NY Times & USA Today Bestselling Author
At the top of his game in fencing, cards, and social life, the Duke of Wyatthaven has no interest in marriage. However, Wyatt has just found out he has to marry by week’s end or lose a sizable inheritance from his grandmother. When Wyatt’s solicitor finds the perfect young lady, who also needs to marry, Wyatt considers this little hiccup solved. Miss Hale is suitable to be Wyatt’s wife in every aspect that would be of importance. She’s lovely in countenance, disposition, and intelligence. Most importantly, she prefers the country life to London and is guardian for her late sister’s children, so he doesn’t have to rush to have an heir to make her happy.
Fredericka Hale needs a husband and fast. She’s been caring for her deceased sister’s three young children for over a year. Now, an older married but childless cousin has petitioned Chancery Court to take the children from Fredericka and raise them as her own. Fredericka’s solicitor has assured her she will have a better chance of keeping the children if she is married. The last thing Fredericka wants is a hurried-up marriage to a man she doesn’t love, but she will do it for the children. When the wild Duke of Wyatthaven proposes, she accepts. But things seldom happen as one plans, and circumstances force Fredericka to show up at the duke’s door and announce she and the children must live with him in London as a proper couple and family should. But will the duke give up his bachelor lifestyle and give into the attraction growing between them?
The Duke of Wyatthaven, ‘Wyatt’, needs a wife. Not in a year from now but in a mere seven days or he will lose his fortune. He’s composing a letter to Fredericka Hale proposing marriage. She’s a suitable match and guardian of her sisters three children, who prefers the country to London. In his mind the perfect arrangement so he can continue his gambling and basically his bachelor life in peace.
Fredericka Hale is hoping that if she marries she can thwart her cousin’s petition to take her sister’s children from her. Her solicitor has stated that a husband would definitely turn the tide in her favor. As such she’s been ‘interviewing’ potential candidates. However, the Duke of Wyatthaven is not one of them, and when he arrives, she’s expecting a Mr Maywaring not the Duke.
As chagrined as she is that he mentions marriage in front of the children she listens to what he has to say and the things he would provide for her and the children and agrees to his proposal. The paperwork with the solicitors is handled and the wedding occurs in time to prevent him losing his grandmother’s fortune. However, after the wedding and a delightful exchange in the garden that cumulated in an interesting kiss, he departs to London and a tournament.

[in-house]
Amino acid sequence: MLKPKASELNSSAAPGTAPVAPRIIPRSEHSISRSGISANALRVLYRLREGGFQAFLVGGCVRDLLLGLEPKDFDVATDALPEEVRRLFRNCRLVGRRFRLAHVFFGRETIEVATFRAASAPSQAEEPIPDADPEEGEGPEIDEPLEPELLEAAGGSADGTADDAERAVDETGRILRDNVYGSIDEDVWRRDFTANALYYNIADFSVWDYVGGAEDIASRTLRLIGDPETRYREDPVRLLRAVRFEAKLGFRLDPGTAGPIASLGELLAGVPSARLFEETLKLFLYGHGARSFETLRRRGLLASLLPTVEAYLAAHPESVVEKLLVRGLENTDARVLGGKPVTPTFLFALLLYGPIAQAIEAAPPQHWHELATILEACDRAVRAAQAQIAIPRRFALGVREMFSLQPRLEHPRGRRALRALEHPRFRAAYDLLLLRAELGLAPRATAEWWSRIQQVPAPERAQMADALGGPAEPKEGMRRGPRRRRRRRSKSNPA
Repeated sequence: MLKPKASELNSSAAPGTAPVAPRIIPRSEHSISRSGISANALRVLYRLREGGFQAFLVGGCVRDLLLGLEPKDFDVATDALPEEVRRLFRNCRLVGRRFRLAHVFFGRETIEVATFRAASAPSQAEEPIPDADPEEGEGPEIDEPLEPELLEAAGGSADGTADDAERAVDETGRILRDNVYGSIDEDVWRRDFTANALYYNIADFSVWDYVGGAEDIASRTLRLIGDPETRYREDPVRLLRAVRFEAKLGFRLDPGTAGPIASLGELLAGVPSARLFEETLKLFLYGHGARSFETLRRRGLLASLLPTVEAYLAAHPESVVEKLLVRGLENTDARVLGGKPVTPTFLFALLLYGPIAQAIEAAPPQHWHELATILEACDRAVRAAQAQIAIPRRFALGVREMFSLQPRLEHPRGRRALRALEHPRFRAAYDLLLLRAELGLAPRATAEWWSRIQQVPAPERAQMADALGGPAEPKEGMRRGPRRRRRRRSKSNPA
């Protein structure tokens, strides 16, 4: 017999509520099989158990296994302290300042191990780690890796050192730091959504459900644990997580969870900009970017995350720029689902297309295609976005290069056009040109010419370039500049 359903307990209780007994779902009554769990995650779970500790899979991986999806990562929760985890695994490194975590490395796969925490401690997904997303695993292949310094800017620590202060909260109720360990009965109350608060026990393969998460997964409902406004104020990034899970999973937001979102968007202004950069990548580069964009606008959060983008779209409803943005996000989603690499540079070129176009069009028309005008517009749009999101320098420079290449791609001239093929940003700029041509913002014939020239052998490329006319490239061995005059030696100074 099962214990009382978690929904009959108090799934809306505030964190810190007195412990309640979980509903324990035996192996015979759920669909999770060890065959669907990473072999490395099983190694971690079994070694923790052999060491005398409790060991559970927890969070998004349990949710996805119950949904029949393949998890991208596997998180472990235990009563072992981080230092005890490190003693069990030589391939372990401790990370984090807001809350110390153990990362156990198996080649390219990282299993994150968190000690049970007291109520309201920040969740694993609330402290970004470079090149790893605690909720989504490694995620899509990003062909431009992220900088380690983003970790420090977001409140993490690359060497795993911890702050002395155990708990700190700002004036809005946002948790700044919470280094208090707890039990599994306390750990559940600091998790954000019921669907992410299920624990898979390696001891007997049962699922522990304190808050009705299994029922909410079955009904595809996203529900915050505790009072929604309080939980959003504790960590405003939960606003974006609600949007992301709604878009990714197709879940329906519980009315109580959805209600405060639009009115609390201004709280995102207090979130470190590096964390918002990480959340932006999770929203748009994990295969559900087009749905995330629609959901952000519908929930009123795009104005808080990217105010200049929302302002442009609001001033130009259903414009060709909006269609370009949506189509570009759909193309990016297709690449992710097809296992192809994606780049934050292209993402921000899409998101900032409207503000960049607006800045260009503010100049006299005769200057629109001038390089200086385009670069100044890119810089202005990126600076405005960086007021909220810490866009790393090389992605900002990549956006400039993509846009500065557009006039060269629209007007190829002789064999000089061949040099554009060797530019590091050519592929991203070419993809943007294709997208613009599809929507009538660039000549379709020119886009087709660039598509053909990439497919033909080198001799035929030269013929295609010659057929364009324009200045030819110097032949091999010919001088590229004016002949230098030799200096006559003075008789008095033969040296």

The scandal sheets were having a field day over the absence of Wyatt’s wife. Fredericka pays it no mind until her cousin Jane arrives with even more threats to take the children from her. It’s then she decides to go to London and prove that the talk of her marriage is wrong.
What Fredericka didn’t expect was to find her husband not only hosting a ball but to be dancing with a young lady when she arrives.
This is a favorite scene.
Wyatt felt as if a thoroughbred’s hooves pounded in his chest.
He immediately let go of Priscilla as an inexplicable desire to rush to Fredericka, pull her into his arms, and hug her close sparked through him. He was damn glad to see her.
But . . . the emotion he saw in her eyes for a fleeting moment stopped him from doing what felt so natural. Was it betrayal reflected in their depths? How could it be? He was only dancing. Yet his whole body tensed as if he were being pricked with needles.
On one side of Fredericka stood Bella and Charles. Elise was hugging her aunt’s skirts on the other. Fear struck him. His mind raced with the possibility something terrible had happened to bring them to London.
“Fredericka, what are you doing here?” He strode toward her, covering the distance between them as fast as he could.
“Obviously, making a mistake,” she answered in a terse tone as Wyatt cleared the threshold of the drawing room and stopped in front of her.
That was an odd thing for her to say.